Monday, March 10, 2014


What would you do if someone you loved suddenly came back from the dead? 32 years later? Without having aged at all?

That is the premise of ABC's new drama Resurrection, which debuted last night. Eight-year-old Jacob Langston, who had drowned 32 years and was apparently dead and buried, suddenly shows up at his parents' doorstep after having woken up in China with no memory of anything since his death.

Talk about a shock!

The doctor (Jacob's cousin) finds that his heart really is beating.
Jacob's return stirs up all kinds of emotions, as you can imagine. His mother is beside herself with joy at the miracle. His father seems to be conflicted, not knowing whether to believe it. His best friend, now a minister, is questioning what it means for his faith and what he teaches at church. And the local sheriff, whose wife drowned trying to save Jacob, is very interested in the mystery.

A pretty intriguing plot, and I must say I enjoyed watching the pilot.

I saw today that the premiere drew very strong ratings, with 13.3 million viewers and the highest 18-49 rating for a mid-season series premiere in about two years. Obviously, the idea of the dead coming back to life is something that grabs our attention.

This is the great hope of Easter: Not that there is some vague afterlife where we float around on clouds, but that because Jesus rose bodily from the grave, he has paved the way for us to follow him in resurrection.

That is why he told his friend Martha, just before raising her brother Lazarus from the dead, "I am the resurrection and the life; the one who believes in me will live, even though they die." (John 11:25)

It is noteworthy that the resurrection of Lazarus that shortly followed was much like the characters of the new show - complete and physical, yet temporary. Lazarus was fully alive, but he would die again. Not like the resurrection of Jesus and the promise of the future - complete, physical, and eternal.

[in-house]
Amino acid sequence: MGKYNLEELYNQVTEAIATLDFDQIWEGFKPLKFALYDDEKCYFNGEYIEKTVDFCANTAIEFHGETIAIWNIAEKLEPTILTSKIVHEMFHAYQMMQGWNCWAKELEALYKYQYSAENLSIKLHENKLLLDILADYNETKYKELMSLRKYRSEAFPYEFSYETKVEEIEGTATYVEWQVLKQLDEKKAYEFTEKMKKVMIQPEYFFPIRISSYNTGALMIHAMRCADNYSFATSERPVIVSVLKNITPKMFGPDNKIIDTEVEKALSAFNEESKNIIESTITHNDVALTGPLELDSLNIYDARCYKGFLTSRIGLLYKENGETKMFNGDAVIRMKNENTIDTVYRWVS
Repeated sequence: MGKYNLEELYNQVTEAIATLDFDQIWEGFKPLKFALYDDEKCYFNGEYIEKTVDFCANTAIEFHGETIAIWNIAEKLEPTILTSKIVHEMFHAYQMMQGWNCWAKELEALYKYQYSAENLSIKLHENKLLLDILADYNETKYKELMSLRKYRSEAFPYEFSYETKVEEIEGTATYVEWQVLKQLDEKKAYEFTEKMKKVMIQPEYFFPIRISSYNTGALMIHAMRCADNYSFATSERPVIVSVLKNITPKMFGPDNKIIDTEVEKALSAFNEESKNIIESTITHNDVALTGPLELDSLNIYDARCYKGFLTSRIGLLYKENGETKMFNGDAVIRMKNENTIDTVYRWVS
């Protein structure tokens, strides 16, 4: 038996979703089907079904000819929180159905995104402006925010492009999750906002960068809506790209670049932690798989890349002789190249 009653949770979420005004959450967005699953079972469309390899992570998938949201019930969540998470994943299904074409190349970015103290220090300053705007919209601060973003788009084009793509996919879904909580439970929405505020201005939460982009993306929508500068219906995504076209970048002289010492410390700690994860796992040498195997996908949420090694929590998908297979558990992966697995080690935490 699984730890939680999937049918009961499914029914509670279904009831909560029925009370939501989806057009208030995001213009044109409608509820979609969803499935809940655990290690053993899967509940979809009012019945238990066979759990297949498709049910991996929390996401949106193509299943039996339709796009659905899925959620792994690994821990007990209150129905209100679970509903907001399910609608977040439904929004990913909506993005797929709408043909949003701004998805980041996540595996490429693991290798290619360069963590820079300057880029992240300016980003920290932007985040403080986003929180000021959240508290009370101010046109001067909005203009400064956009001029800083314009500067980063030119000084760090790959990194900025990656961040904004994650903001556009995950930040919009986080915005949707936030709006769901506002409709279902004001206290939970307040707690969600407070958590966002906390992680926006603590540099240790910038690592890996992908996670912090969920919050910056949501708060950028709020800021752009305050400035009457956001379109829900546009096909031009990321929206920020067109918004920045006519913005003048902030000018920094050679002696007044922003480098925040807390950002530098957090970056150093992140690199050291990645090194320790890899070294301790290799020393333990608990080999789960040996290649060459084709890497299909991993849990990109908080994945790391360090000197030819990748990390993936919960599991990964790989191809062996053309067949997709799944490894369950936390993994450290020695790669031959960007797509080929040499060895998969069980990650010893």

Death is a horrible thing. It is the ultimate enemy, and it can rob us of our happiness at a moment's notice. When we see a show where death loses its grip, that's something we want to see. I know it's why I tuned in last night. And why I'll watch again.

Death has lost its grip. It lost its grip, its sting, its victory at the tomb of Jesus.
When the perishable has been clothed with the imperishable, and the mortal with immortality, then the saying that is written will come true: "Death has been swallowed up in victory. Where, O death, is your victory? Where, O death, is your sting? The sting of death is sin, and the power of sin is the law. But thanks be to Go! He gives us the victory through our Lord Jesus Christ.
- Paul, in 1 Corinthians 15:54-57

What a thing to celebrate...I can't wait for April 20, when the Christian calendar will call us all to rejoice in the.... Resurrection.

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